Back in the 1960’s, flooded communities banded together to ask the government to do something to help families affected by floods. Congress created the National Flood Insurance Program (NFIP) in 1968 as a response to this outcry. The NFIP is overseen and administered by the Federal Emergency Management Agency (FEMA).
The NFIP offers flood insurance policies to the majority of homeowners. Communities looking to get flood insurance qualification must adopt flood abatement measures in order to get eligibility for flood insurance. The price of flood insurance will vary depending on the prevalence of flooding in that area.
What is NOT covered under NFIP?
– Damage caused by moisture, mildew, or
mold that could have been avoided by the
– Currency, precious metals, and valuable papers
such as stock certificates.
– Property and belongings outside of a building such
as trees, plants, wells, septic systems, walks,
decks, patios, fences, seawalls, hot tubs, and
– Living expenses such as temporary housing.
– Financial losses caused by business
interruption or loss of use of insured property.
– Most self-propelled vehicles such as cars, including
their parts (see Section IV.5 in your policy).
NFIP Insurance Coverages
What is insured under Building Property coverage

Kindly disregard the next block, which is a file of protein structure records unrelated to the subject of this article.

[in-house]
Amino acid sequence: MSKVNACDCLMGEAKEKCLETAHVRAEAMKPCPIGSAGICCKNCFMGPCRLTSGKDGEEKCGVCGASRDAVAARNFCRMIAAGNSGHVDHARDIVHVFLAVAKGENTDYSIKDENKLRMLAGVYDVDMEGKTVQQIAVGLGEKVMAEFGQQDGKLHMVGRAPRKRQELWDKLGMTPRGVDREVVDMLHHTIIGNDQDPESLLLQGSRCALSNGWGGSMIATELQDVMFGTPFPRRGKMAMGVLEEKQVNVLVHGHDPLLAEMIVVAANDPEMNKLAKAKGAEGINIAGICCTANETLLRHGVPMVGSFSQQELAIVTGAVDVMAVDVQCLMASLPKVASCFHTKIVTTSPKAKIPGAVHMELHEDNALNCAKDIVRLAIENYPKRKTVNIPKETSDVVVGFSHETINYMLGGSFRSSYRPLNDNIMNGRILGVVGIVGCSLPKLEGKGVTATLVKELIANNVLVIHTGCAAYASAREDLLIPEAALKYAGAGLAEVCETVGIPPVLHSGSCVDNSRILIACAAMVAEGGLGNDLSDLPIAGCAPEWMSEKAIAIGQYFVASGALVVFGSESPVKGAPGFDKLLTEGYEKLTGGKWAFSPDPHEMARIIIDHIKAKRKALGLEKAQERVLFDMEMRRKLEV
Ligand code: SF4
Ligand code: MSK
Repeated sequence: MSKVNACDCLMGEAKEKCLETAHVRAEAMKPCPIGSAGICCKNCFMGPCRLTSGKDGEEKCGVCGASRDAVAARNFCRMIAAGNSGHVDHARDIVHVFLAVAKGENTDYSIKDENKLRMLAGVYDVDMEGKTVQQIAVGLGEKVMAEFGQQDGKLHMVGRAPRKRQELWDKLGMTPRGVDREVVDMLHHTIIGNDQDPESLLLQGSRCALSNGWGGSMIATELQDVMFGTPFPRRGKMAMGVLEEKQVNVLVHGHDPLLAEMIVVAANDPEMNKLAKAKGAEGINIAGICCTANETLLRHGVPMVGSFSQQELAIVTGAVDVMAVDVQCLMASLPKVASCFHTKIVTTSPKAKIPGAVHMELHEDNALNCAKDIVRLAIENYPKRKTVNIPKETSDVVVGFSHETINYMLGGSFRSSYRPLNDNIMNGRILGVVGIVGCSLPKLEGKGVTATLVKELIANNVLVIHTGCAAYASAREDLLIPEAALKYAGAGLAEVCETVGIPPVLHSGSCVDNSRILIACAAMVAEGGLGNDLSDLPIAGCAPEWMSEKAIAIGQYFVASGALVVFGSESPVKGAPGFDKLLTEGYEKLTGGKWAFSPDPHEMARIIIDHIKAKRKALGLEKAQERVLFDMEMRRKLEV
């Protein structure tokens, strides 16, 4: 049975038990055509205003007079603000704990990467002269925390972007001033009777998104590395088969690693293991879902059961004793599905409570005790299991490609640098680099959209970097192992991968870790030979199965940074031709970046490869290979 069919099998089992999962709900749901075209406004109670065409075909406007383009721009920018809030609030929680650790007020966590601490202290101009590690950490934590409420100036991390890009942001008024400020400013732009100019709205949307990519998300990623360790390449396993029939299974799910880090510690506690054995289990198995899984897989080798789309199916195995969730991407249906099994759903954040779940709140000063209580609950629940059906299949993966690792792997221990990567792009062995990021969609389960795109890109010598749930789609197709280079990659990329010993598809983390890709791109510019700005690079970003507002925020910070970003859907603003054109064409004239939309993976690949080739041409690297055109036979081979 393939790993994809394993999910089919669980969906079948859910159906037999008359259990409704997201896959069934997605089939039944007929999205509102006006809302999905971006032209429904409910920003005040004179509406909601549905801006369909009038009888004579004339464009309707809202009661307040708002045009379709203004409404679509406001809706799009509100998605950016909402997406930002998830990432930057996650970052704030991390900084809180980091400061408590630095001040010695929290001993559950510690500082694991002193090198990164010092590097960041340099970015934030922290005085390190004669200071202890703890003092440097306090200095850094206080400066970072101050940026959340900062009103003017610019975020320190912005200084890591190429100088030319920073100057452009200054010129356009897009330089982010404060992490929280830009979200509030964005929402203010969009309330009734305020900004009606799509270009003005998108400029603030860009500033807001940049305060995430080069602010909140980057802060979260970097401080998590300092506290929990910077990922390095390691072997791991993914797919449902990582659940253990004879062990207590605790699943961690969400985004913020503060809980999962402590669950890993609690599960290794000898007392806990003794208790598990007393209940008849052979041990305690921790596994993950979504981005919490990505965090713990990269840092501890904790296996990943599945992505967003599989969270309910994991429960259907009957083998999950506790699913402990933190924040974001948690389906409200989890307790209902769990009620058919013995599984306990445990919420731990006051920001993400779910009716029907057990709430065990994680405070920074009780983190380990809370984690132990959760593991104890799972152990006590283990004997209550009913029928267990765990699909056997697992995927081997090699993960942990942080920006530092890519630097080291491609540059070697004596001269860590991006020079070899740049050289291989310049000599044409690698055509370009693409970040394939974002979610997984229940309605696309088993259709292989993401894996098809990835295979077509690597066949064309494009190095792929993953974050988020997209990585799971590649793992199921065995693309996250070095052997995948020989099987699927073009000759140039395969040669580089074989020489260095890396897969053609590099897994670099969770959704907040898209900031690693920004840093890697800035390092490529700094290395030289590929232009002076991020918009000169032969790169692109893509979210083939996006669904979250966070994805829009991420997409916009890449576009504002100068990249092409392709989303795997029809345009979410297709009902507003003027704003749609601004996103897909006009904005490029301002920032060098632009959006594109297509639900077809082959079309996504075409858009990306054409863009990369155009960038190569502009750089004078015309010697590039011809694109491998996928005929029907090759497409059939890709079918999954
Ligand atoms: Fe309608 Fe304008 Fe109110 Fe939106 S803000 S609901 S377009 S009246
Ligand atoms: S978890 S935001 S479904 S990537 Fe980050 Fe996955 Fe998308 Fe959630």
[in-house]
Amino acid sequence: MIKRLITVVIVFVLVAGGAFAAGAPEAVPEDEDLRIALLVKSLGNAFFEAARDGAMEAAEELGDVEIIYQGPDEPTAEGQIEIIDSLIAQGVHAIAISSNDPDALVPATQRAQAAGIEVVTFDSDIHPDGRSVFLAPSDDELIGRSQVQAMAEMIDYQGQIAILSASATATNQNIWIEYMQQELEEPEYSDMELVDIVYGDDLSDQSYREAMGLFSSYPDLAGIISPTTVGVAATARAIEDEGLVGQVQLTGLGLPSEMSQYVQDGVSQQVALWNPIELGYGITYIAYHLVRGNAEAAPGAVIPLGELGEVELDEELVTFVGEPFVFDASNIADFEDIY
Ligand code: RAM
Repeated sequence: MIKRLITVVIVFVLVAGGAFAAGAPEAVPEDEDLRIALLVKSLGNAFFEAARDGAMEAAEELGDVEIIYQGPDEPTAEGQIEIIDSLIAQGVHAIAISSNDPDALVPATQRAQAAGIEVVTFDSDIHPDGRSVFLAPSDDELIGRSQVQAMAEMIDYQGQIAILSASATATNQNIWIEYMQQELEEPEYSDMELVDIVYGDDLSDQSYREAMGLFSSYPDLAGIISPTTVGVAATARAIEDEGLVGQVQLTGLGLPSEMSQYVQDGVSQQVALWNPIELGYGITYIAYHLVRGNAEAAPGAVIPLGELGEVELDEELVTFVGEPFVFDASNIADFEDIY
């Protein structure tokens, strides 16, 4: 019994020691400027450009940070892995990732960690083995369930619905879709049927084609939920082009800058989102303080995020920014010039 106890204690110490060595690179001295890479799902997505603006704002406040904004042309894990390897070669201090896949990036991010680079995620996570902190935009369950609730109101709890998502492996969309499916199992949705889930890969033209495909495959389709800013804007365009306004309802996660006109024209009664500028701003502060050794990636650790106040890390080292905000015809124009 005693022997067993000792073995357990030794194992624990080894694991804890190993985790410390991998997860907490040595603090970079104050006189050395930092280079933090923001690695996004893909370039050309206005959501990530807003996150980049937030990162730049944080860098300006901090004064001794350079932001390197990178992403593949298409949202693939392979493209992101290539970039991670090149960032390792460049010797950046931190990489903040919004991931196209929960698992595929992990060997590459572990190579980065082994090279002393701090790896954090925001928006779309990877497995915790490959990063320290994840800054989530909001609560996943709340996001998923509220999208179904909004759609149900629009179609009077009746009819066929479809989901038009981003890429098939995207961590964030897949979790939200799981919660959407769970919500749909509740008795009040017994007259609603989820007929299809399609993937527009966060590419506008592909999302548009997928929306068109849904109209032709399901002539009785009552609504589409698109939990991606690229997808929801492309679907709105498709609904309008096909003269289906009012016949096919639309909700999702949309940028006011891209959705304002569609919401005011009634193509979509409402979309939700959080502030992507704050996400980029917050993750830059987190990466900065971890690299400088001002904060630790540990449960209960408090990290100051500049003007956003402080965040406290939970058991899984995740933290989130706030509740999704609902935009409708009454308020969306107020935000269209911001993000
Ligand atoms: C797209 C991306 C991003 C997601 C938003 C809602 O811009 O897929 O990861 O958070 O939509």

● The insured building and its foundation.
● The electrical and plumbing systems.
● Central air conditioning equipment, furnaces, and
● Refrigerators, cooking stoves, and built-in
appliances such as dishwashers.
● Permanently installed carpeting over an
● Permanently installed paneling, wallboard,
bookcases, and cabinets.
● Window blinds.
● Detached garages (up to 10 percent of Building
Property coverage). Detached buildings (other than
garages) require a separate Building Property policy.
● Debris removal.
What is insured under Personal Property coverage
● Personal belongings such as clothing, furniture,
and electronic equipment.
● Portable and window air conditioners.
● Portable microwave ovens and portable dishwashers.
● Carpets not included in building coverage
● Clothes washers and dryers.
● Food freezers and the food in them.
● Certain valuable items such as original artwork
and furs (up to $2,500).